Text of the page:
Following the accident, State Farm sought reimbursement from plaintiff for Webster's damage claim. Plaintiff received several written notices but did not respond. Eleven months after the accident, State Farm forwarded its subrogation claim to attorney Michael Miller for collection. Miller wrote to plaintiff but likewise received no response. Miller then filed suit in the District Court for Prince George's County, Maryland against Tomai-Minogue on October 25, 1982. The complaint stated that the accident occurred in Washington, D.C., and listed plaintiff's address as Falls Church, Virginia. Plaintiff received notice of the small claims action at her Virginia address, and, after consulting with her attorney, elected not to appear in the Maryland action. On February 9, 1983, the Maryland court entered a default judgment against Tomai-Minogue for $230.90.
State Farm next sought enforcement of its judgment in Virginia under the provisions of the Motor Vehicle Safety Responsibility Act. It forwarded a triple seal copy of the Maryland judgment to a Virginia attorney, Walter S. Boone, who sent the judgment to the Virginia Division of Motor Vehicles with the request that Tomai-Minogue's license be suspended, as State Farm had instructed. The Virginia DMV, pursuant to the Act, suspended plaintiff's driver's license effective June 6, 1983. Tomai-Minogue received notice of the suspension on June 13.
Loss of her license finally bestirred Tomai-Minogue. She alerted her attorney, who in turn told Miller that the Maryland judgment was lacking in personal jurisdiction. Miller, after determining that jurisdiction was indeed wanting, since neither the place of the accident nor the residence or workplace of Tomai-Minogue was in Maryland, notified both State Farm and Boone. The Maryland judgment was vacated on July 12, 1983 at State Farm's motion. Boone requested the Virginia DMV to reinstate Tomai-Minogue's license on July 7, 1983, explaining the circumstances in a letter. Likewise, Tomai-Minogue's attorney wrote the DMV in September, 1983, requesting an end to the suspension and enclosing a triple seal copy of the order vacating the Maryland judgment. It is unclear precisely when the suspension was lifted, but this had been accomplished by September 1983. Plaintiff never actually surrendered her license, and she still drove on occasion while the suspension was in effect.
We first consider what process Virginia law afforded plaintiff. In the next section, we determine whether more protection was due. 4
The normal operation of the Virginia Motor Vehicle Safety Responsibility Act poses little constitutional difficulty. Though it is settled that a driver's license is a property interest which may not be suspended without some form of hearing, Bell v. Burson, 402 U.S. 535, 91 S.Ct. 1586, 29 L.Ed.2d 90 (1971), the Full Faith and Credit Clause, U.S. Const. art. IV, Sec. 1, permits Virginia to adopt, for purposes of its own compliance with due process, the judgment of a court from another state. Ordinarily, the prior proceeding will have assessed fault arising from the accident, see Bell, 402 U.S. at 540, 91 S.Ct. at 1590, and rendered judgment on the merits. When the Commissioner suspends a license pursuant to Va.Code Sec. 46.1-443, he can rest upon the authenticated copy of the prior judgment as proof that a pre-termination hearing has occurred. 5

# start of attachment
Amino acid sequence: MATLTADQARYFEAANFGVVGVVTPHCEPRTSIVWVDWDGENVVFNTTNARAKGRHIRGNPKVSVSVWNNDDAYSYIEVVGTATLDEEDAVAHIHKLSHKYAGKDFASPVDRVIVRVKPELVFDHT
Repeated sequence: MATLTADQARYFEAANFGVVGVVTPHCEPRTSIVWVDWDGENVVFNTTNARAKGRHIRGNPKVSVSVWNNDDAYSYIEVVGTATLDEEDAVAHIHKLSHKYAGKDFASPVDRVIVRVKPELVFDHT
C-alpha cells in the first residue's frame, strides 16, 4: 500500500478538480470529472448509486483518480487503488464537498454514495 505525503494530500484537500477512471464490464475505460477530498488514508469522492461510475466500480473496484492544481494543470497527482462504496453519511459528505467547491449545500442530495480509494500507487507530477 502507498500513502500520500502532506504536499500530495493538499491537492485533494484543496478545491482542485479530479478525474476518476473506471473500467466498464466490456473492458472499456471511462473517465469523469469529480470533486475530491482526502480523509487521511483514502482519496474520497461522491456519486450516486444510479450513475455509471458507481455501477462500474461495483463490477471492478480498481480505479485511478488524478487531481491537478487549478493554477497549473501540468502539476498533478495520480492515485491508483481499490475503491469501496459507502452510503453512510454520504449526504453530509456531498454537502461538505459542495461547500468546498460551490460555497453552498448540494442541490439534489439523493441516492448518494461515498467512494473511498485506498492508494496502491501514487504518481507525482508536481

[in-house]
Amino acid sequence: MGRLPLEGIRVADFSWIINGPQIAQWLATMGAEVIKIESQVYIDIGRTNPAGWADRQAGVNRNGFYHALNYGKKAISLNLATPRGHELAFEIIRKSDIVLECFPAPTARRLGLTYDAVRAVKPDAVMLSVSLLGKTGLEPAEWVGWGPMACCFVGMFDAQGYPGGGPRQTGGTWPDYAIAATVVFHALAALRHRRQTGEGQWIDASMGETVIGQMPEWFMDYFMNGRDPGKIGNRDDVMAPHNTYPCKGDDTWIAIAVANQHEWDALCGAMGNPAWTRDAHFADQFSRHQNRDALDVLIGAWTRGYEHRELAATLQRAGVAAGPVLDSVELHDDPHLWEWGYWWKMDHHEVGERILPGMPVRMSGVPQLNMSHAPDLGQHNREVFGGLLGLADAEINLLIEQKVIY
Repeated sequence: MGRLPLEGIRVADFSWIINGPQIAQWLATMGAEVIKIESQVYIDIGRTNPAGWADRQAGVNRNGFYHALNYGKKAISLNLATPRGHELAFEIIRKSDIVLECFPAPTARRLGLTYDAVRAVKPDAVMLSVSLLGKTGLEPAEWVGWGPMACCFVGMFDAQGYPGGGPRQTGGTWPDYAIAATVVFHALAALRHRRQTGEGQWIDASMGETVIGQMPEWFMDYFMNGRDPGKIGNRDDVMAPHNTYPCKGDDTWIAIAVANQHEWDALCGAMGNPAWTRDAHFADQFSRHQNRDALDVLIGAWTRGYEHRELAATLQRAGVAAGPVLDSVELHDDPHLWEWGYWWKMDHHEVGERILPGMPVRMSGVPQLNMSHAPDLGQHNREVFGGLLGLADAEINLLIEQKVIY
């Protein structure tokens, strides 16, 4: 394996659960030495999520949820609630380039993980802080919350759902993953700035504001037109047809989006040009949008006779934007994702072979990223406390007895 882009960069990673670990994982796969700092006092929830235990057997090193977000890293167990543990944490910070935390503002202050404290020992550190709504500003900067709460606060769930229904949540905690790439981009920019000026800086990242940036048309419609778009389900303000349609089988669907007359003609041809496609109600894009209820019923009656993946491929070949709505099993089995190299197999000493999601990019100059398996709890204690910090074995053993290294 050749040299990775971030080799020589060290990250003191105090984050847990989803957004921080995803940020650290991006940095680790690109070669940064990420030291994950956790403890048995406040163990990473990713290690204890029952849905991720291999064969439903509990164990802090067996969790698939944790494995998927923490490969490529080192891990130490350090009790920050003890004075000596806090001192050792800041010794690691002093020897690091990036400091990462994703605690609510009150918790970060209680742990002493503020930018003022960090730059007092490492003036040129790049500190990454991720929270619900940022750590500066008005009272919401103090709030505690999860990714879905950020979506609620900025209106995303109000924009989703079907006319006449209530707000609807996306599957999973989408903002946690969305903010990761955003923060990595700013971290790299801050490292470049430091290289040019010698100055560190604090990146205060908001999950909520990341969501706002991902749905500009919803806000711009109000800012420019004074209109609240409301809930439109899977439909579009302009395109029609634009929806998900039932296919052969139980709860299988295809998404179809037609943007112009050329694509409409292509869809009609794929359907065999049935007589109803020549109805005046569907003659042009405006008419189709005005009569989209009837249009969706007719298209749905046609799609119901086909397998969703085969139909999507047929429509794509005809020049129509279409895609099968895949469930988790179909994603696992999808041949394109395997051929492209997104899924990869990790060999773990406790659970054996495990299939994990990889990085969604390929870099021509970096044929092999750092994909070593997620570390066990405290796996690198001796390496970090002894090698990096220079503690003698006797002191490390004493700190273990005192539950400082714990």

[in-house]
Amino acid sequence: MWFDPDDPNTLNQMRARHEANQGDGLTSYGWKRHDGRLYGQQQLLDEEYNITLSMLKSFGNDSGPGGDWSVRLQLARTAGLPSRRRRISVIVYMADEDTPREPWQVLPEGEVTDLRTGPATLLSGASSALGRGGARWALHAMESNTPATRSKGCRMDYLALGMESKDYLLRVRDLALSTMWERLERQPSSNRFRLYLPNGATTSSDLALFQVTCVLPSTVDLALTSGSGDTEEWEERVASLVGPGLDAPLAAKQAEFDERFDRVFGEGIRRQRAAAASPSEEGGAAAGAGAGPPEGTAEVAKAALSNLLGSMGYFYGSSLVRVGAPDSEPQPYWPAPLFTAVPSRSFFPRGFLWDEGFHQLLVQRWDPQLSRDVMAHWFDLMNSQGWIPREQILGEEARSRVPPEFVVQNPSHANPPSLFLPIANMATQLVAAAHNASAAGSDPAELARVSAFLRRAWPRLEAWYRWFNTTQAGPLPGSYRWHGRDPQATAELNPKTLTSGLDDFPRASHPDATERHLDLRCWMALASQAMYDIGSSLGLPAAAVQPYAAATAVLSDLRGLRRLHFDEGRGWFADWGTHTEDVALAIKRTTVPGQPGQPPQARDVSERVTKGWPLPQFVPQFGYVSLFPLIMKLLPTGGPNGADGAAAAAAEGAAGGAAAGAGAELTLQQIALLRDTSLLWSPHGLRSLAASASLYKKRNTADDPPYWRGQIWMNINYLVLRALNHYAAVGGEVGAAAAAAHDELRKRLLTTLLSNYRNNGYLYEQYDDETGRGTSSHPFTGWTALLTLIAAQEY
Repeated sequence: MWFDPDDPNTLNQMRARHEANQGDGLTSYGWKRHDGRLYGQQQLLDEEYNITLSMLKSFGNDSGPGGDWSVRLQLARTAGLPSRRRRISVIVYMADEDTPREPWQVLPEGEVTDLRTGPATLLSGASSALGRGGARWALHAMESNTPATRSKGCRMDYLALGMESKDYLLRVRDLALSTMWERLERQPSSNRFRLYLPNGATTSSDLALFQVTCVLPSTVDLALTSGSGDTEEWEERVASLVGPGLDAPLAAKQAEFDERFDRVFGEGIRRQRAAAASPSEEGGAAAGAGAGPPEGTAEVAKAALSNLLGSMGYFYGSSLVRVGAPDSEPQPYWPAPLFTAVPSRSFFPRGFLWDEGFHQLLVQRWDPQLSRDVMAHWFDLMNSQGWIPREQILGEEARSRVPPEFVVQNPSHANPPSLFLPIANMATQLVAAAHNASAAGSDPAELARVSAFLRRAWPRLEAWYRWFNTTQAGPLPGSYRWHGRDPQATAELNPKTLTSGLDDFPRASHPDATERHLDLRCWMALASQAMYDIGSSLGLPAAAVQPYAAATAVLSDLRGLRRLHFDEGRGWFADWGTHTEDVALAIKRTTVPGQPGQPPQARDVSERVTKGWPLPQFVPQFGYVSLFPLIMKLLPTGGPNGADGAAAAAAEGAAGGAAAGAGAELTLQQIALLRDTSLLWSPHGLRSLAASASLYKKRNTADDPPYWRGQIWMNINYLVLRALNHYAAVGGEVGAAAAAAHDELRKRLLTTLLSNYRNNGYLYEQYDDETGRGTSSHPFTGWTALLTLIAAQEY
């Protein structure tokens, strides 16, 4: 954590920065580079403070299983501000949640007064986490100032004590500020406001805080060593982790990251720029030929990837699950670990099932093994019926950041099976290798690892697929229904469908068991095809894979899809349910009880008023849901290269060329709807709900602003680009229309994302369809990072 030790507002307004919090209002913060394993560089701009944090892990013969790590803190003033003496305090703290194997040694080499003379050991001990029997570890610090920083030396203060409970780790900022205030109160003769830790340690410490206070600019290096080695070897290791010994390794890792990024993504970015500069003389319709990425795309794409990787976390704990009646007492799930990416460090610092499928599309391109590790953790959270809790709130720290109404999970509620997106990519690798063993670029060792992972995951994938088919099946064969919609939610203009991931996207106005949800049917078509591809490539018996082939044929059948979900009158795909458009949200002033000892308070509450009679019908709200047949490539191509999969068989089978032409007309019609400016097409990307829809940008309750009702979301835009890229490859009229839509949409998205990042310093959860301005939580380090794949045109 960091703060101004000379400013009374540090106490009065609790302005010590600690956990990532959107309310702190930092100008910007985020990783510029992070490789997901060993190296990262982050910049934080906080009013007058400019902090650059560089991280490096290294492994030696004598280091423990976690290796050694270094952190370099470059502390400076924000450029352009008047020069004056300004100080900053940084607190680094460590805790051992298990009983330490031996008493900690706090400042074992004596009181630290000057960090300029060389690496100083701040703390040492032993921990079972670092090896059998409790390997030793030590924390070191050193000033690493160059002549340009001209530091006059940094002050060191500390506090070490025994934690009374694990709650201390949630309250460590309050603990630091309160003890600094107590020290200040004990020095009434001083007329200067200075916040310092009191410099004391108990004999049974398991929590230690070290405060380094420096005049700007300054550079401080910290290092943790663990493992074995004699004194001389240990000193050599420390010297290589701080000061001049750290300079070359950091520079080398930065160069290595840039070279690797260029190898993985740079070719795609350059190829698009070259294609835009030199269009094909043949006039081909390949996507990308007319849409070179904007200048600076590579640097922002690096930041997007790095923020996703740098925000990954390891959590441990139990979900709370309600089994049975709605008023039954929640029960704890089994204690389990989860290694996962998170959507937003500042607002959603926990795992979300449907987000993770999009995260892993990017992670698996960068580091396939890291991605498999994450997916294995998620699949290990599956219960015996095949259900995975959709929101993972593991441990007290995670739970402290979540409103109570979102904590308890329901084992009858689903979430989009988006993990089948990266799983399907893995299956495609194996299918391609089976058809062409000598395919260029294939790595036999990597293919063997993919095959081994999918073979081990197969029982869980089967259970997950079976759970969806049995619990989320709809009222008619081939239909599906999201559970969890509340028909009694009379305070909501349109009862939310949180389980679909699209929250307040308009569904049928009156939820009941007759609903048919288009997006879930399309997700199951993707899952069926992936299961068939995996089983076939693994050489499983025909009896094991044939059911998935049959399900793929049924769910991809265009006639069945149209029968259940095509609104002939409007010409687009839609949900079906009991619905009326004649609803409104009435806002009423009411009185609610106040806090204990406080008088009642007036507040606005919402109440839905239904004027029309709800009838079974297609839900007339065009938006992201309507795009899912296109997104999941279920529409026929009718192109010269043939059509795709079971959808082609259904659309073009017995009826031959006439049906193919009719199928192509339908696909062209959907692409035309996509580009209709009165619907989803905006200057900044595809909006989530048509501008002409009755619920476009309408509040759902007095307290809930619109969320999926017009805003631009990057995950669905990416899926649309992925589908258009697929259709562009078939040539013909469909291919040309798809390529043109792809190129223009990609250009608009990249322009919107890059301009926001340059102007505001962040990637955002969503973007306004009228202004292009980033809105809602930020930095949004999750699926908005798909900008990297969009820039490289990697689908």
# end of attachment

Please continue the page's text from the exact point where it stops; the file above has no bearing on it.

Tomai-Minogue's case, however, displays an unusual wrinkle. Like any defendant, she had the opportunity to appear in Maryland court either to contest jurisdiction or fault. The district court ruled that because plaintiff had the opportunity to make a special appearance in Maryland to challenge personal jurisdiction, due process required nothing more. We think this a questionable line of argument. For to assert her rights as a matter of procedural due process, Tomai-Minogue would be compelled to forego other due process rights, in particular the privilege not to appear in a jurisdiction lacking even minimum contacts. International Shoe Co. v. State of Washington, 326 U.S. 310, 66 S.Ct. 154, 90 L.Ed. 95 (1945). In other contexts, the Supreme Court has found it "intolerable that one constitutional right should have to be surrendered in order to assert another." Simmons v. United States, 390 U.S. 377, 394, 88 S.Ct. 967, 976, 19 L.Ed.2d 1247 (1968). 6
We need not decide whether a state can rely on the opportunity for a special appearance in a foreign jurisdiction as the sole basis for depriving an individual of a property right. For contrary to plaintiff's evident assumption, examination of the relevant Virginia law reveals that Virginia would have entertained a post-deprivation
attack on the Maryland judgment for want of personal jurisdiction in its courts. 7
Va.Code Sec. 46.1-437(a) authorizes an appeal by any party aggrieved by the Commissioner's suspension of his license to the Virginia courts. Only where revocation is mandatory is no appeal permitted except on the narrow question of identity. Thus, the essential inquiry, in determining whether personal jurisdiction for the Maryland judgment could be appealed in a Virginia forum, is whether deprivation of the license is actually mandatory. Va.Code Sec. 46.1-443 makes suspension of a license mandatory when a judgment...